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Old Feb 4, 2004, 9:19 PM   #1
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Default D-Rebel

Would the d-rebel be a good 'upgrade' camera for me....

I use a a60 (like in my signature) and take lots and lots and lots of landscape photos.

I'm currently saving up for one (hopefully I can get enough money for it) and was wondering if its good for someone who wants to start taking photos a bit more seriously but does not have the budget to get into the higher end models.

I've used SLRs in the past, and recently got to play with a Nikon d100.

For samples of the images i take with a 2MP camera click on the link below, would it be a good choice to go into the rebel?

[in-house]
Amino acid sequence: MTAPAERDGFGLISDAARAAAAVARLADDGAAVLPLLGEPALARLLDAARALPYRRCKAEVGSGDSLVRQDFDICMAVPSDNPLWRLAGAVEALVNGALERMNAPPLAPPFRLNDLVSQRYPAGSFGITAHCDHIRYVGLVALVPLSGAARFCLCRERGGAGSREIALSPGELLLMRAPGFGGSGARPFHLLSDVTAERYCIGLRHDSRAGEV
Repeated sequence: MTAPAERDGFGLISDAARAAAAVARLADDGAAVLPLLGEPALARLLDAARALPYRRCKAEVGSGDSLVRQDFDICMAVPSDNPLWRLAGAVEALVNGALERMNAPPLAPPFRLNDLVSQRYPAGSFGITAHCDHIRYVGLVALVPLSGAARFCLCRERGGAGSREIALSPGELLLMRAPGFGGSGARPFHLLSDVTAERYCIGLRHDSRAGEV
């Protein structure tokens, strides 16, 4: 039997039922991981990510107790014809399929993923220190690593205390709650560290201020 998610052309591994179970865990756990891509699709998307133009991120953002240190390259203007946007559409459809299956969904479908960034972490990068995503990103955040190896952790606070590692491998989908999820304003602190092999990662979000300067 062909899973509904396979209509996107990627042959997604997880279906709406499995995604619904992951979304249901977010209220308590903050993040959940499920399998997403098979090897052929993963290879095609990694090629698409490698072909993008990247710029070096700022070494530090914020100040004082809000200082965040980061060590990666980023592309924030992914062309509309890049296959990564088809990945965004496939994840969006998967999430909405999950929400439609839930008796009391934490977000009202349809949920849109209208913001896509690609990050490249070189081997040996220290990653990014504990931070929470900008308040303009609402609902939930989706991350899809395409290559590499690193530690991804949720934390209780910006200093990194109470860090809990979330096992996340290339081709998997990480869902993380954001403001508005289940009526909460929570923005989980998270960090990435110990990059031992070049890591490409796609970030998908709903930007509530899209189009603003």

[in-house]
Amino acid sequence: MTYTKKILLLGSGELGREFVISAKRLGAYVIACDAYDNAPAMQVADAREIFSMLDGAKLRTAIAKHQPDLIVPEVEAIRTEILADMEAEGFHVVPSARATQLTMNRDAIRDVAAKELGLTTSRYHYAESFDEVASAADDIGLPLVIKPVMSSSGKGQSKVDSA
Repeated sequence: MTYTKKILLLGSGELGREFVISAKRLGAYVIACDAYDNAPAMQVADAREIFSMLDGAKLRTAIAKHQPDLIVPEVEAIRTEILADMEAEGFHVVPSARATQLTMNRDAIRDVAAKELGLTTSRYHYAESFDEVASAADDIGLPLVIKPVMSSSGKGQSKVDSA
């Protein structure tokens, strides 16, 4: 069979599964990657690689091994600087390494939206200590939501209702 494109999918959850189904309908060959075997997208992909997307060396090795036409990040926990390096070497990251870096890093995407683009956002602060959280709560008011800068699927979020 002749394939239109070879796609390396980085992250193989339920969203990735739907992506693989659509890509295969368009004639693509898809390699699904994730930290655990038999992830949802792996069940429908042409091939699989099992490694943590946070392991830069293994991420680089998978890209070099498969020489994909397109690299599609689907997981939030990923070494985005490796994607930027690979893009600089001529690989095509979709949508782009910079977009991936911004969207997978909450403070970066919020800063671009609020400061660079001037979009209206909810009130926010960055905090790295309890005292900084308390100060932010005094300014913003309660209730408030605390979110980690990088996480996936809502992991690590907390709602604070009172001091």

Thanx
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Old Feb 4, 2004, 10:11 PM   #2
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The biggest trouble will be the wide angle. If the kit lens is good enough optically (and I've heard good things) and if its wide enough then you could be set. But if it isn't, wide angle lenses (and you need really wide because of the 1.6x crop) are expensive.

Have you read the limitations of the interface and metering modes that the DRebel has? There has been a fair amount of talk about it here, just search around.

I doubt the lack of flash compensation will bother you because of what you shoot (From what I remember, you do good landscapes... I don' t have time right now to check out your link.)

Eric
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Old Feb 4, 2004, 11:24 PM   #3